My family’s roots in Quakerism stretch back to 1861, when a Quaker woman became the nurse for my great-grandfather’s regiment, the First South Carolina Volunteers, which was the first black regiment to fight in the Civil War. After the war, she continued to work with the men and their families and founded a Quaker school in 1866, which my family attended for generations. While I started my education at this same school, my mother made the decision to transfer me to the school of my father’s family's church, a Catholic school. There were many differences between these two schools and faiths, but Quakerism remained an important presence in my life, especially after college when I began working on a AFSC program in the Lorton Reformatory outside Washington D.C.
After this experience, I went on to get several degrees and began working at the Center for Disease Control in Atlanta, where I got to know one of the people I call the “cool white guys”, a man who also turned out to be Quaker. He told me about the AFSC Atlanta office’s South Africa program, sparking an interest that was reinforced when I met a student who was the brother of Stephen Biko, the leader of the Black Consciousness Movement in South Africa during the terrible period of apartheid. I became very involved in AFSCs anti-apartheid program and worked for about three years on various projects, including the campaign against Coca-Cola, which was supporting the South African government’s segregationist policies.
Following this long-term involvement with the organisation, I was asked to serve on the Regional Board. I was hesitant because I had always seen Quakers as angelic, and I didn’t think of myself that way. That perception changed after AFSC decided to lay down the material aids program in southern Africa, when a group of women came to the board and raised hell. Seeing that convinced me that I could be a Quaker after all. I became clerk of the South Africa committee, enrolled my daughter in a Quaker school, and joined the Atlanta Friends Meeting, where I feel at home even today.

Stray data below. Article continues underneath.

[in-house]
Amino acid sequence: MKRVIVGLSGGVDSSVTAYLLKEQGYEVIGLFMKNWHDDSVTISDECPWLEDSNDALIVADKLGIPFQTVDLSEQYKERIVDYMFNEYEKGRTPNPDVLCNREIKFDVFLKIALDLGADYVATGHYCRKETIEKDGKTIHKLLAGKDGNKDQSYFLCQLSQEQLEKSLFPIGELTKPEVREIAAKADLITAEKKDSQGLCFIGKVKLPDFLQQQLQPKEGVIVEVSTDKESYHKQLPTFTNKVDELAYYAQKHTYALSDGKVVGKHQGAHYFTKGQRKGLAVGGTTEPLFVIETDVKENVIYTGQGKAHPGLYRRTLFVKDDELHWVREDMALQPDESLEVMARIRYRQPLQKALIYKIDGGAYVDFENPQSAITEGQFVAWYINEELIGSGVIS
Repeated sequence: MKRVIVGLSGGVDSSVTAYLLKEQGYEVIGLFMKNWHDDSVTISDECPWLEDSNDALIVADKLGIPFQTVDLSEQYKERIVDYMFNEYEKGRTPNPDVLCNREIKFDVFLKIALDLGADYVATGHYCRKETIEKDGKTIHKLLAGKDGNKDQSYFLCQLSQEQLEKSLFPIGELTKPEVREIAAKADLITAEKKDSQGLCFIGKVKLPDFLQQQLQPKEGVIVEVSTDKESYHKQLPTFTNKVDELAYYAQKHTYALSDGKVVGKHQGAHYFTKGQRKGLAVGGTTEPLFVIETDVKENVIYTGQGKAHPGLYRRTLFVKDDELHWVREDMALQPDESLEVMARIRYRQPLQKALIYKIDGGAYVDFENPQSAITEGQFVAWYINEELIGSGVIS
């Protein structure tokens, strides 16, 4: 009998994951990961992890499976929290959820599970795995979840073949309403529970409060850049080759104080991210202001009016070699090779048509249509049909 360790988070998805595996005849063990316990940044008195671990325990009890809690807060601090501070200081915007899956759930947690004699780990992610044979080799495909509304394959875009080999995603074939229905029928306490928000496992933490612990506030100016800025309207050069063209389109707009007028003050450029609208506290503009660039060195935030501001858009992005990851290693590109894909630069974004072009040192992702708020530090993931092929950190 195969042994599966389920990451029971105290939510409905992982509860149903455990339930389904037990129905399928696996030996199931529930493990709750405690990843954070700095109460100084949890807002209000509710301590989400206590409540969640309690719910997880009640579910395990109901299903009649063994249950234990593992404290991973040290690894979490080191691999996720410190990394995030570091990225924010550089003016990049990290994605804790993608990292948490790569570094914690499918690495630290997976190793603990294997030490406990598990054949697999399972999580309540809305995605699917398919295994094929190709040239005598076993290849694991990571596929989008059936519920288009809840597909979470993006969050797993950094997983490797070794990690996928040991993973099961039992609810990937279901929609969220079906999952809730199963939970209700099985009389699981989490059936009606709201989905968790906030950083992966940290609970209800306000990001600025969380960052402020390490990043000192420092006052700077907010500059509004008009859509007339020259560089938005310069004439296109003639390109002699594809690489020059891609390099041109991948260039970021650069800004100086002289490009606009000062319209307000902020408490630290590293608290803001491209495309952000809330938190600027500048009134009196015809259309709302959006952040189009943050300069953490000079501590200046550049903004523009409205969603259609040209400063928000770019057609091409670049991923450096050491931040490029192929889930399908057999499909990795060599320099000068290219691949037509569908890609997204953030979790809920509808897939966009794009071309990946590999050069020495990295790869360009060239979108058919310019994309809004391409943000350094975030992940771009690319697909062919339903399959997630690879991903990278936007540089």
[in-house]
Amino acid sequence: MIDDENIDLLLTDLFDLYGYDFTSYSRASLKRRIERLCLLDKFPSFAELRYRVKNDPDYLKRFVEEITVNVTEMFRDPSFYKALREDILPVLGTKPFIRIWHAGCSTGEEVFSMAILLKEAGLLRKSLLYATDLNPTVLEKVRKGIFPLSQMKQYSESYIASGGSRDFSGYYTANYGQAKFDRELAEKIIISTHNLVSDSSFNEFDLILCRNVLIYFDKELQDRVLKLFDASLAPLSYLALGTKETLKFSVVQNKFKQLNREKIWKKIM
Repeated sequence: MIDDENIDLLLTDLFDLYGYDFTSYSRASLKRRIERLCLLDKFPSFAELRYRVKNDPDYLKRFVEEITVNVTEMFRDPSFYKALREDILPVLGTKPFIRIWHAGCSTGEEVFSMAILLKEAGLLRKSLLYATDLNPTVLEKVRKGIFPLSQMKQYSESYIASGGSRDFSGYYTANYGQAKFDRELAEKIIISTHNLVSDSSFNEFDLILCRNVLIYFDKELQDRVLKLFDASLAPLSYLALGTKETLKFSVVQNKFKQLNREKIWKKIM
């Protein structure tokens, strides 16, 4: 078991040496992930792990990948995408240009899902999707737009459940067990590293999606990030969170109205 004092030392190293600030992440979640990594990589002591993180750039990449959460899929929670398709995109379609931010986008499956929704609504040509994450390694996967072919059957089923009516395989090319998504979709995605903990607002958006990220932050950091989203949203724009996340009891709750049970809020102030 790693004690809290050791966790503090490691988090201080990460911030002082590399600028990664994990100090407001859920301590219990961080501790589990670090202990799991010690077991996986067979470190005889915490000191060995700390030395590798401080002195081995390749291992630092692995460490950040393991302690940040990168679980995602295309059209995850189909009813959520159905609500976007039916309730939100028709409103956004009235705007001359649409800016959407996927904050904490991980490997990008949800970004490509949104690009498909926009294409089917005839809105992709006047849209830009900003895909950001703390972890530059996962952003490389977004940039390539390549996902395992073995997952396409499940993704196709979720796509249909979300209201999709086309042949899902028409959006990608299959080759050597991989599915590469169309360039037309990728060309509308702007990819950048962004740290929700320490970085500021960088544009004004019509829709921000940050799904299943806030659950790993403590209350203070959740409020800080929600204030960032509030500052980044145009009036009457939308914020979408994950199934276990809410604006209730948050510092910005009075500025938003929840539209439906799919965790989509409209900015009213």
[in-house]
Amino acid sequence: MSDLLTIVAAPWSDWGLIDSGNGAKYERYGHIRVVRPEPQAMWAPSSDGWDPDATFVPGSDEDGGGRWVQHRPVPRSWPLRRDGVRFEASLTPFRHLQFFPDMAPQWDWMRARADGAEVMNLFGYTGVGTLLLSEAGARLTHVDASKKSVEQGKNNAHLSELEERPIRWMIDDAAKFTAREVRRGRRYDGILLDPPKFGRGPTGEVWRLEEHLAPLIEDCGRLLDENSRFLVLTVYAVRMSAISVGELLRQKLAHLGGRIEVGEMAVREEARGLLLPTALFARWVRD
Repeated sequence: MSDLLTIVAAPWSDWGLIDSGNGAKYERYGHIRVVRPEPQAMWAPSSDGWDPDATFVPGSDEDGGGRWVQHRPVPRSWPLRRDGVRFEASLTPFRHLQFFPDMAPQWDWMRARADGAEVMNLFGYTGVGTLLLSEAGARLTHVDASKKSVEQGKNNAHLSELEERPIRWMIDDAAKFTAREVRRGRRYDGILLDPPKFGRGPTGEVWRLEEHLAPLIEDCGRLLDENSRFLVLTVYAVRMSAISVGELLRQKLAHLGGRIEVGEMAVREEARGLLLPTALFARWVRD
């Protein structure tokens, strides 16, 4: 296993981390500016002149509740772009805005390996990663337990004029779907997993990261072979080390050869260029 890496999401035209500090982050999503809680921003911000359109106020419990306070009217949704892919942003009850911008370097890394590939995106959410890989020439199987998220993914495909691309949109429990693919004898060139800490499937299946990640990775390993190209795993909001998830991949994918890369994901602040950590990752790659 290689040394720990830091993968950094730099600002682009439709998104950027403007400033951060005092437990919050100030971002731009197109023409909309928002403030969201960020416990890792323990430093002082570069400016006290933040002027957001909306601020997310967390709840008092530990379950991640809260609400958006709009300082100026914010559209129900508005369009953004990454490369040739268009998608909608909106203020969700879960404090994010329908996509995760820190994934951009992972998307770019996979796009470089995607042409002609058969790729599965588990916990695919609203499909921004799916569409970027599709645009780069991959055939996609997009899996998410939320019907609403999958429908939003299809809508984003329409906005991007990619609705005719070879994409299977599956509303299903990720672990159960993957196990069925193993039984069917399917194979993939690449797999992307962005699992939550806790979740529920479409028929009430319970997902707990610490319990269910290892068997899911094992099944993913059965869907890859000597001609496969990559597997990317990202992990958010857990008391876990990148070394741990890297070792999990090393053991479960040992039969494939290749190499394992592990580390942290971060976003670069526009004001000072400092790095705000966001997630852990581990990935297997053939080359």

Looking back on my experience with AFSC, I think that the committee is one of the few organisations I’ve been involved with that is really dedicated to upholding equity through its work and operation. I worked with the American Red Cross for a while, and in comparison with the Quakers, they seemed ruthless. When I was growing up there were seven Quaker testimonies, one of which was discernment, the process of waiting until God moves us to consensus on an issue. I think all of us who are Americans want things quickly, leading us to struggle with the two testimonies that I think are among the most important: peace and discernment. Through my work with AFSC, I developed a commitment to this process which required me to be patient but also made me feel even more in congruence with the organization than I had even realized when I first got involved.
From what I have learned and seen of the organisation over the years, it seems that AFSC has achieved the most, and attained the most recognition, for standing up to those who represent bigotry and injustice. I believe that Donald Trump presents a wonderful opportunity for us to clarify the remaining racism and discrimination in America, which I saw first-hand growing up in Charleston, South Carolina. As an organisation and a society, we need to not just defend our rights but continue to be assertive in our programming and take the fight to those who are keeping bigotry alive in our country.
Selected from an interview done by Milena Wuerth, an intern at the AFSC office in Greensboro, NC.